Governance is a set of processes for decision-making to resolve collective problems, which result in “the creation, reinforcement, or reproduction of social norms and institutions.” The institutions that manage these processes—states, markets, and corporations—are inherent to social life. We rely on government agencies, corporate boards, and other governing bodies to dictate how the frameworks for solving problems are structured, maintained, and enforced.
Governance can be broken down into multiple levels (global, non-profit, project), fields (political party, environmental, data), or models (regulatory, participatory, collaborative) to specify the scope of its authority.
One of the problems with Governance is that it can lead to waste and inefficiency if not properly managed. This can take the form of multiple entities working on the same project, miscommunication between parties, and unnecessary amounts of paperwork. Tasks that appear simple in theory become much more complicated in practice, and at some point Governance becomes its own impediment. The more red tape constricting the problem-solving process, the longer and more expensive our goals become to accomplish.
More specifically, Governance is poorly equipped to deal with identity verification. As citizens of a governing body, we depend on essential documents to prove who we are and take actions associated with our personal, professional, and civic identities. To that effect, governments have become enormous data silos, and that data is difficult to transfer between agencies. Whether it’s property deeds, business registrations, Social Security certificates, or passports, we have to trust that the government is keeping our information accurate and secure. But essential documents can be lost, stolen, or forged, and when that happens the limits of the government’s ability to respond are revealed.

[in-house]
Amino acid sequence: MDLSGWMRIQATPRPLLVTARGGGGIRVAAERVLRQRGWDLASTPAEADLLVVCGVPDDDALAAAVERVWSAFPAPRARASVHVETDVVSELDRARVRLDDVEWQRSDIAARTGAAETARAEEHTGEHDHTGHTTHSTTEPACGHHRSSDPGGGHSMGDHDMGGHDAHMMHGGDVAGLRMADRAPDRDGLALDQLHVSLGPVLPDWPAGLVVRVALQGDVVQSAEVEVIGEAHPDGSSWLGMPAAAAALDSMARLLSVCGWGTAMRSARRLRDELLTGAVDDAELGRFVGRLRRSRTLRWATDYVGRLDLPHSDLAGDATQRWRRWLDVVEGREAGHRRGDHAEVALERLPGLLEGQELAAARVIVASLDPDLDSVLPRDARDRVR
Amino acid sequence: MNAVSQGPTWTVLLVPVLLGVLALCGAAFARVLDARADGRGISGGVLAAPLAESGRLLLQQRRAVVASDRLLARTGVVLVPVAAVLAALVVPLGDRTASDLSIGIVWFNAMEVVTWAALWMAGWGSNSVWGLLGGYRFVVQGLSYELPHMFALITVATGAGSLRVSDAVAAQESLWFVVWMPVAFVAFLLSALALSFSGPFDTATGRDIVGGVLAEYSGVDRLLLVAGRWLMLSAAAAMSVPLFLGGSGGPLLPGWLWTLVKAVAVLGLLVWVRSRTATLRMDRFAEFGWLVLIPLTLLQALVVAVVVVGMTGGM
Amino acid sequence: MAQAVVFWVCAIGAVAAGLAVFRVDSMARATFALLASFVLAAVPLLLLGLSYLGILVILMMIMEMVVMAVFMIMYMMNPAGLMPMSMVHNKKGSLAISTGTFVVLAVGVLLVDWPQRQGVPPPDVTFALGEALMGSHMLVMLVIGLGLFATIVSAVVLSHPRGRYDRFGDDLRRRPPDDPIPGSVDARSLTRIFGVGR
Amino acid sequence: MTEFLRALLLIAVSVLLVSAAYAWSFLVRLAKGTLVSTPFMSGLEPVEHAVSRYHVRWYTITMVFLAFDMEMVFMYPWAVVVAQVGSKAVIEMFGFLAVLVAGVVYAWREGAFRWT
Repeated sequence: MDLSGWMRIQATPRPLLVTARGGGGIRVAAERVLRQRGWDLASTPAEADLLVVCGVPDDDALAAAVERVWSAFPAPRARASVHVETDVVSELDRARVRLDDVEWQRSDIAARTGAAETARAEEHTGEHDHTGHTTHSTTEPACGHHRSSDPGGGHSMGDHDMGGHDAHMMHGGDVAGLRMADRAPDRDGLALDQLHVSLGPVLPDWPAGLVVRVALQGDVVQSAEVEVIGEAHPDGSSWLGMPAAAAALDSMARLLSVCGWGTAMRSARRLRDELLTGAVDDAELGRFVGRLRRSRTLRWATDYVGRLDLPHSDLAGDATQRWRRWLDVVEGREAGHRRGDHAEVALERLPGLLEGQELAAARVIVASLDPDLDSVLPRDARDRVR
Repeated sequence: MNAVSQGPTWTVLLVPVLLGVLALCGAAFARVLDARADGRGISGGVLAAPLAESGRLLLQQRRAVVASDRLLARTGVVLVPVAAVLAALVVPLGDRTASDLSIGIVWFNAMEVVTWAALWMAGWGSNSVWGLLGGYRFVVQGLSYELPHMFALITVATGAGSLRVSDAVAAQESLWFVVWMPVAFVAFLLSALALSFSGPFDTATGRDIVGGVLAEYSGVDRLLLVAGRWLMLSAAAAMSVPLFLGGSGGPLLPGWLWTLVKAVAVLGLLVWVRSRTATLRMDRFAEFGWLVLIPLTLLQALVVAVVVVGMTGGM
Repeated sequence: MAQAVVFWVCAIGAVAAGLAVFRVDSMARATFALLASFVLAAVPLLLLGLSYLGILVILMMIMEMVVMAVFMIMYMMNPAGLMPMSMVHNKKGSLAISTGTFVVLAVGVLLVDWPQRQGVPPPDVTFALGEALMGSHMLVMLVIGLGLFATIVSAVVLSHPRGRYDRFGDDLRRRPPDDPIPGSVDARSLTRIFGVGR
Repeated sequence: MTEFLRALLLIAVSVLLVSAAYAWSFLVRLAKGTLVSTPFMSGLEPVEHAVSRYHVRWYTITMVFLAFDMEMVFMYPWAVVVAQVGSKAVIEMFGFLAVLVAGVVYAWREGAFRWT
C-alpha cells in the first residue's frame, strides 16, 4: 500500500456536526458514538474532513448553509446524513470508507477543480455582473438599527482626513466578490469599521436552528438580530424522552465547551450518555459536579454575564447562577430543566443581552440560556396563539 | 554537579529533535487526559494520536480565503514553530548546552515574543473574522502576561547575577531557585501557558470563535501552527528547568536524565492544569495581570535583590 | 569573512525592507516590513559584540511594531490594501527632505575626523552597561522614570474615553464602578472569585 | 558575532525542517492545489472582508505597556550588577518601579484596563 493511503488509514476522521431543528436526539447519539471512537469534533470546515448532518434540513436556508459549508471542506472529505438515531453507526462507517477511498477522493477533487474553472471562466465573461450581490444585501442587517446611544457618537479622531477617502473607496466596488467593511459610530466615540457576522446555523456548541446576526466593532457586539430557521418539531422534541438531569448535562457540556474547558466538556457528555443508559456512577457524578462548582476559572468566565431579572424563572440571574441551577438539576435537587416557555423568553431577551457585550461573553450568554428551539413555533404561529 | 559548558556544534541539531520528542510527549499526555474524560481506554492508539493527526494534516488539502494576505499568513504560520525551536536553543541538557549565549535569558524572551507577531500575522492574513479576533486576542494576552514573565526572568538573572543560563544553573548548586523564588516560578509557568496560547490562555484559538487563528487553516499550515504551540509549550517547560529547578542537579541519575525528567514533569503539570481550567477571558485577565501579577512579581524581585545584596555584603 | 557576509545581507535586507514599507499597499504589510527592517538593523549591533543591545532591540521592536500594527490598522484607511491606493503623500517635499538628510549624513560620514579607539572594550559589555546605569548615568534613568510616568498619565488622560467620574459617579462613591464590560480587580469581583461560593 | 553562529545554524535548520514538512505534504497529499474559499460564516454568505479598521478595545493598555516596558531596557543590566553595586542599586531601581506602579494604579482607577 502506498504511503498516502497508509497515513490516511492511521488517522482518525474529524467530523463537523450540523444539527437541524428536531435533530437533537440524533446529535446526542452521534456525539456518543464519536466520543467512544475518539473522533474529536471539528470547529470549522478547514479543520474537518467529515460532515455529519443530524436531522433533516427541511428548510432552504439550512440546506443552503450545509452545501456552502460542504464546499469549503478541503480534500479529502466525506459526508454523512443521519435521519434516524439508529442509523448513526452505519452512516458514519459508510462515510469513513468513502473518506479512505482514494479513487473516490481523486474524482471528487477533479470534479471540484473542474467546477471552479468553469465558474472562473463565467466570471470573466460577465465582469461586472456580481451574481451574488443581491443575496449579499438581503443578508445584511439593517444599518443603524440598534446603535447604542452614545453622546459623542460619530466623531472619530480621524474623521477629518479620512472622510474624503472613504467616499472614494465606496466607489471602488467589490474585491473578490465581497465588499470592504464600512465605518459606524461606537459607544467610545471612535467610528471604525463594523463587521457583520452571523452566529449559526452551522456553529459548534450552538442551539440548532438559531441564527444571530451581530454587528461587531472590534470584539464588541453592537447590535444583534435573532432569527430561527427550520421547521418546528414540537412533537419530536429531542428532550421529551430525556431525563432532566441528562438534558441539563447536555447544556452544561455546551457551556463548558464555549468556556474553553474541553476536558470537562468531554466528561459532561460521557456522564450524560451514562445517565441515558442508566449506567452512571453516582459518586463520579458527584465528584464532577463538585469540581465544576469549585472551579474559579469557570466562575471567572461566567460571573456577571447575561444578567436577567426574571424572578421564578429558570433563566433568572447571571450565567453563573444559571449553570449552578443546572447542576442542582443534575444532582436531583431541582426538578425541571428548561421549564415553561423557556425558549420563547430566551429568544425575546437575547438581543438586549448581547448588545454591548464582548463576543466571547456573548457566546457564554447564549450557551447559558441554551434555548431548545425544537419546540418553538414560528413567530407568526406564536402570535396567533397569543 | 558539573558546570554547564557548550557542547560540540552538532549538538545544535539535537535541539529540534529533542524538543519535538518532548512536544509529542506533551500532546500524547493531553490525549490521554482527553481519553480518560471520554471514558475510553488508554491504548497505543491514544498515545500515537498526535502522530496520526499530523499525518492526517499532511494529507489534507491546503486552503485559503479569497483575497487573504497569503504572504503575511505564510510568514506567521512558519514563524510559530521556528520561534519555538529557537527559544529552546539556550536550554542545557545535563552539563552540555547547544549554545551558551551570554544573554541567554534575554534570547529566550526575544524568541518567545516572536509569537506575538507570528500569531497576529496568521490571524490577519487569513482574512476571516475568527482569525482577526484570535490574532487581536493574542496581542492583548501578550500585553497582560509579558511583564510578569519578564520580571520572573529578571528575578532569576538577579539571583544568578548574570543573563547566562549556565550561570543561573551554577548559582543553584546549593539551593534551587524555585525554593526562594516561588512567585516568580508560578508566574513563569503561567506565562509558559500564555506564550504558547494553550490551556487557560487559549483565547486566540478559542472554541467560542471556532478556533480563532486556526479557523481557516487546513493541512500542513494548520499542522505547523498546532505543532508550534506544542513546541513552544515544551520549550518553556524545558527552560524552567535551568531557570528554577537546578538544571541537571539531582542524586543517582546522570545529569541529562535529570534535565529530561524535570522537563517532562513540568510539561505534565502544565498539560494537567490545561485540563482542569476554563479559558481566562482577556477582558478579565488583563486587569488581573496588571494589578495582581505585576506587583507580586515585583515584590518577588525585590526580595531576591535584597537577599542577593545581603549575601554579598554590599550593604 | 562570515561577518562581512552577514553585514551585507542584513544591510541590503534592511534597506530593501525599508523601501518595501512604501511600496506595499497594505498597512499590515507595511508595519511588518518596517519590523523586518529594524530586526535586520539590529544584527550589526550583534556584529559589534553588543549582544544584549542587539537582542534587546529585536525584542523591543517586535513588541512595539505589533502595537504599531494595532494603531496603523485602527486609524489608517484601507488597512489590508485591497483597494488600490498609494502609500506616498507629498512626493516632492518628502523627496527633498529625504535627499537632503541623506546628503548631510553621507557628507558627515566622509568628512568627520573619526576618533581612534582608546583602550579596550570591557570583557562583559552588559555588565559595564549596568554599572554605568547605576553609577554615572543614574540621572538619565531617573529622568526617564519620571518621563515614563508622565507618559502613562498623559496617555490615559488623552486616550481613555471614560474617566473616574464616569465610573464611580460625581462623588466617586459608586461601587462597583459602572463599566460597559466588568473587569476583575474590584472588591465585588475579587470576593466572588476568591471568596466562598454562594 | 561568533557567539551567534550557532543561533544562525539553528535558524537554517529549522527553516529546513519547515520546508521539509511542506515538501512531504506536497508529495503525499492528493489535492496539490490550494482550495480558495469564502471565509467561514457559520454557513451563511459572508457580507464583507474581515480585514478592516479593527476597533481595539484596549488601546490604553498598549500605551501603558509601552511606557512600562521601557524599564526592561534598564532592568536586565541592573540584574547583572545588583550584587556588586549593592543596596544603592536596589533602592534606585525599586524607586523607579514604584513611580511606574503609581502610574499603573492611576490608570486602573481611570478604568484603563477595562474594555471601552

By giving citizens the ability to manage their own data, Veritoken returns the responsibility of identity verification to the people. Essential documents are stored on a blockchain, ensuring that one’s identity is never in question or at unnecessary risk of being compromised. In order for these documents to be stored, they must first be validated by the appropriate governing body, and once that happens they will be portable, verified, and cryptographically secured.
If someone loses her driver’s license, VeriToken allows her to replace it without a trip to the DMV. And if someone has to prove his legal residency, he can demonstrate that his passport or visa is in order. This will save people the time, money, and hassle of navigating governance processes of all shapes and sizes.